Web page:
Go. To. Sleep! Part 2

Well, I planned on writing this entry earlier but due to POOR LIFE PLANNING, my priorities shifted and here I am. Sorry about that.

As I wrote in my previous entry, most of the suggestions like “go to bed a little earlier!” are repetitive and not useful for those of us with chronic insomnia. Instead, I found inspiration in the myriad of books written about sleep training the least self-aware, most obstinate, un-enlightened, and difficult of human beings: toddlers and pre-schoolers. In fact, the more literature we read in preparation for the baby, the more we realize that sleep is a learned habit. Falling asleep at a certain time and staying asleep is not at all a “natural” development. Rather, once babies reach a certain age, you are encouraged to begin structuring bedtime routines, adjust feeding schedules, make a plan to deal with nighttime fussiness (so they can learn to self-sooth), and train little kids to STAY in bed until a certain hour.

These are the general tips pediatricians suggest and how I incorporated them into my own, screwed up adult sleep patterns.

1. Children need Routine:
Newborns have no concept of night or day, having just come from the eternal darkness of the womb and waking every few hours to eat and poop. They do sleep about 18 hours a day…just in tiny, painful fragments. When the baby is a little older, parents are encouraged to teach their babies what day and night are by differentiating their activities and establishing night time routines. Morning time usually involves natural light and physical activities. Bedtime usually involves staggered feedings, a warm bath and change of clothes, reading from a book, lowering the lights, and lots of soothing voices. On the flip side, bad habits established early on can be very hard to break when the child is older. Tons of parents online have warned about things like nursing a baby to sleep or always sleeping together because their pre-school children have become dependent on those old routines.

For myself: I thought about this and realized that I was pretty half assed about my bedtime routine. I have a general rule about shutting off the computer by 1am and being in bed by 2am…and here I am, typing this blog entry at 2:30 am. Since lack of sleep has become a huge detriment to my productivity and general health (and mood), I need to shut down the whiny toddler inside me and parent myself. YOUNG LADY, GO TO BED!

2. Children cannot sleep if they are TOO tired:
This was a surprising and annoying tidbit. Often times a very exhausted child is so over stimulated and cranky, they cannot fall asleep at all. Instead, they work themselves into an even MORE exhausted frenzy and end up cry-screaming all night. When parents write in looking for advice on their fussy child, often times the suggestion is to put the child down for a longer nap or be put to bed much much earlier!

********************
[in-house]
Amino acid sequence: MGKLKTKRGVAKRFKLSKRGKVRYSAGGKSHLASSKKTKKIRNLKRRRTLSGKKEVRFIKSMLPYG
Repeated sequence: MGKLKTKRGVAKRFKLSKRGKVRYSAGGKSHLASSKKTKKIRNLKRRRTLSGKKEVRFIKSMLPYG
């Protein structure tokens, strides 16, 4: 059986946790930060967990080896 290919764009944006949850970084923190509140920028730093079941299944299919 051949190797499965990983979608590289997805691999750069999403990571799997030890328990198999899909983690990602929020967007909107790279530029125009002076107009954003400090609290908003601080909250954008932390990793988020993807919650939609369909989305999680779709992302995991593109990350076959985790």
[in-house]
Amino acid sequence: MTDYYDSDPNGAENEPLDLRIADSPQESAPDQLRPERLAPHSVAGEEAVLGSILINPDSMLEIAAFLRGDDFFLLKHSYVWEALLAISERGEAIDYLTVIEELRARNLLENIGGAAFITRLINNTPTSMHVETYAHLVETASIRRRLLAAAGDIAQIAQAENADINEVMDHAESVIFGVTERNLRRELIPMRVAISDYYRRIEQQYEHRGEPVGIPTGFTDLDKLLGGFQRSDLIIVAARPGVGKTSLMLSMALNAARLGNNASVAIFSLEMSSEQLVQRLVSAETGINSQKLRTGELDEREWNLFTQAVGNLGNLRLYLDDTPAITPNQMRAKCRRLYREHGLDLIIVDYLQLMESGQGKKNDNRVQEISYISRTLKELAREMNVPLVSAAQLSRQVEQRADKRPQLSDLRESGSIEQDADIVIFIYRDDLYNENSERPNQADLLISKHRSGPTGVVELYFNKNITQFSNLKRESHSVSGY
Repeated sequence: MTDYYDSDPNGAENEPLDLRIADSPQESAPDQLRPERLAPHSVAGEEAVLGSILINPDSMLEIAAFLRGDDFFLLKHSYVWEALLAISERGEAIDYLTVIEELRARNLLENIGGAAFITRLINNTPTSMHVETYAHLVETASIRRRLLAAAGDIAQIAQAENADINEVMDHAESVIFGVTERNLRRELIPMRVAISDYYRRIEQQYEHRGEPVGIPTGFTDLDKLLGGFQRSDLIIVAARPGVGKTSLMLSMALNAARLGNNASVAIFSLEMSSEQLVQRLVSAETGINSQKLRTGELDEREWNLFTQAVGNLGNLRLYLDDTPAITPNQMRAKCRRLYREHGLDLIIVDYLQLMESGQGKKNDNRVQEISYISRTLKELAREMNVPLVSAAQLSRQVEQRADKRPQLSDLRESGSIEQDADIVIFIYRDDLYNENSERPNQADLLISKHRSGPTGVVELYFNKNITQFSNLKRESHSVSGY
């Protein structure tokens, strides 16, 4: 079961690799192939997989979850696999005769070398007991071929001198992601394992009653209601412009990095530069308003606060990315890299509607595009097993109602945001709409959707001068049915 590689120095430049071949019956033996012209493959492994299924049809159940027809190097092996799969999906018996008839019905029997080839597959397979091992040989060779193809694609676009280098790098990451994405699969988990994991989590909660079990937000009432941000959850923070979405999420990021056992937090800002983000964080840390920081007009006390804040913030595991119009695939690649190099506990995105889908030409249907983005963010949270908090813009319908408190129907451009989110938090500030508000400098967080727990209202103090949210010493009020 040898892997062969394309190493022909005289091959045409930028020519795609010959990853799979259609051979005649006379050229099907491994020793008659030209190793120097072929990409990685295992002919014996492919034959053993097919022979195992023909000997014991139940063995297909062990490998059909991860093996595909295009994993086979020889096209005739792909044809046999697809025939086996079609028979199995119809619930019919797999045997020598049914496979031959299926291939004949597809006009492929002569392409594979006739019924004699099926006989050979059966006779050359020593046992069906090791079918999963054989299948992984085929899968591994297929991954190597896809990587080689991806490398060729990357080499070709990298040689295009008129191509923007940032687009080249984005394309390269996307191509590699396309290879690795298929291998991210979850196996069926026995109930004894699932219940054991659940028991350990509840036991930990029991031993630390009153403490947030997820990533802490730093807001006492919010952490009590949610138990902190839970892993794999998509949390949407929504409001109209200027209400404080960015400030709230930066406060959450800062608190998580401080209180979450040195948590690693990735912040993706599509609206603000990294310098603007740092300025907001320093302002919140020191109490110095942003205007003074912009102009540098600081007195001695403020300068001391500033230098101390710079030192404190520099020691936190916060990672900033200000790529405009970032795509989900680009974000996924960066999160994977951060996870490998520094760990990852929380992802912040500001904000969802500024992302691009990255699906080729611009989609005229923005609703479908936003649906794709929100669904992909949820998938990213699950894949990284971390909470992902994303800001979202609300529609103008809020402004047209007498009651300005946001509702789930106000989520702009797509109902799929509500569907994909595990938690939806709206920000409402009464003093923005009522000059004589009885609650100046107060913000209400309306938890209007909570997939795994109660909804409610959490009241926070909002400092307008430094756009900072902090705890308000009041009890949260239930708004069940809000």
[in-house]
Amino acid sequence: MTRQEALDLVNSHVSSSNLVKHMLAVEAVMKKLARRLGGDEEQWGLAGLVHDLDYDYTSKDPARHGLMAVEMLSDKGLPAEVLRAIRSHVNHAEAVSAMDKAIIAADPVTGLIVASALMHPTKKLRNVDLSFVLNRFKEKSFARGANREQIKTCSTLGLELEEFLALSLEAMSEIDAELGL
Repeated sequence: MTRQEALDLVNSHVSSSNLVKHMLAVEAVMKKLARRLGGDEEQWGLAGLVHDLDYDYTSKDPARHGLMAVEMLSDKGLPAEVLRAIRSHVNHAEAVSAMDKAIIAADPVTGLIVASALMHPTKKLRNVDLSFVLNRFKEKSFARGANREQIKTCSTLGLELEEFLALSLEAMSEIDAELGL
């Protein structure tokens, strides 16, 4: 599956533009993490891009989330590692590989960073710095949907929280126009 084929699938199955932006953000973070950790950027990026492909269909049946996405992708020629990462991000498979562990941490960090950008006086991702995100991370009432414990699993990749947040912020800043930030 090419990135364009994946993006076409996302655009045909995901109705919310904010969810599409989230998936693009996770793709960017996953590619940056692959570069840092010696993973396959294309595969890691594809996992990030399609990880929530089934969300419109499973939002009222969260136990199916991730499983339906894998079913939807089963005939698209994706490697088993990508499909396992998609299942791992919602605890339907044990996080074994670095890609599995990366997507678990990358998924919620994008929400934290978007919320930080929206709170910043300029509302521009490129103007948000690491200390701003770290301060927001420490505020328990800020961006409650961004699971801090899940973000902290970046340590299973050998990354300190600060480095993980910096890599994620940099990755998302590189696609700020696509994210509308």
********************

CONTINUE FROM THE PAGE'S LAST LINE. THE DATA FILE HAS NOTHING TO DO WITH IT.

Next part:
For myself: This is something I’ve been vaguely aware of for some time but, really, playing Plants and Zombies on my iPhone in bed is reaaallly probably not going to help me fall asleep. Neither is working until bedtime and trying to sleep with all the anxieties still swirling around in my brain. The bedtime routine I’ve been half-assing is supposed to give me an entire HOUR to decompress, look at cat pictures on Reddit, and meditate.

3. At a certain point of development, let the kid Cry It Out.
(I’m side stepping the controversy over this method when misapplied to too young children). The basic idea is that children need to learn to self-sooth and put themselves back to sleep. When a toddler cries for no other reason than fussiness (ie. not hungry, wet, or in pain etc), the parents can come and pat the his/her back or try to sooth them with their voices. They are not supposed to pick the kid up and play with them. Some other techniques involve waiting a certain amount of time before even going back into the nursery (5 minutes, 10 minutes, etc).

For myself: UGGH CAN’T SLEEP. TIME TO GET UP AND EAT SOME HAM. Nope, that isn’t a good strategy at all. I do not know how to self-sooth and I’m 32. I get fussy and anxious when tossing and turning. My brain kicks in and I start to think about too many things, too many mistakes, too many worries. In the last week, I’ve been trying something new…it is a little cheesy and embarrassing to write about but I do little affirmations in my head. “Why yes, I’m still awake but that is okay. I will fall asleep soon because I feel sleepy. This bed is warm and soft! I like being in bed!” and I quietly repeat these thoughts in my head, almost like a mantra, to drown out the other noise. So far it seems pretty helful.

4. Babies and small children take a long time to learn how to sleep.
In fact, sleep training for babies is incredibly controversial because many people do not think babies are developmentally capable of self-soothing at a young age. Babies sleep schedules are incredibly varied and every family’s strategy is different.

For myself: Be kind. These “become a morning person in 7 days!” projects are not for me. Looking at my friends with kids, I suspect that good sleeping routines take about 4 years to develop and even then with lots of glitches along the way. And just as the parenting guidebooks say, be patient and observant. Adjust when necessary but have faith that gently re-structuring and consistency will produce a healthier sleep cycle for everyone. Parenting yourself means being strict and disciplined…but it also means loving yourself unconditionally and hoping for the best.


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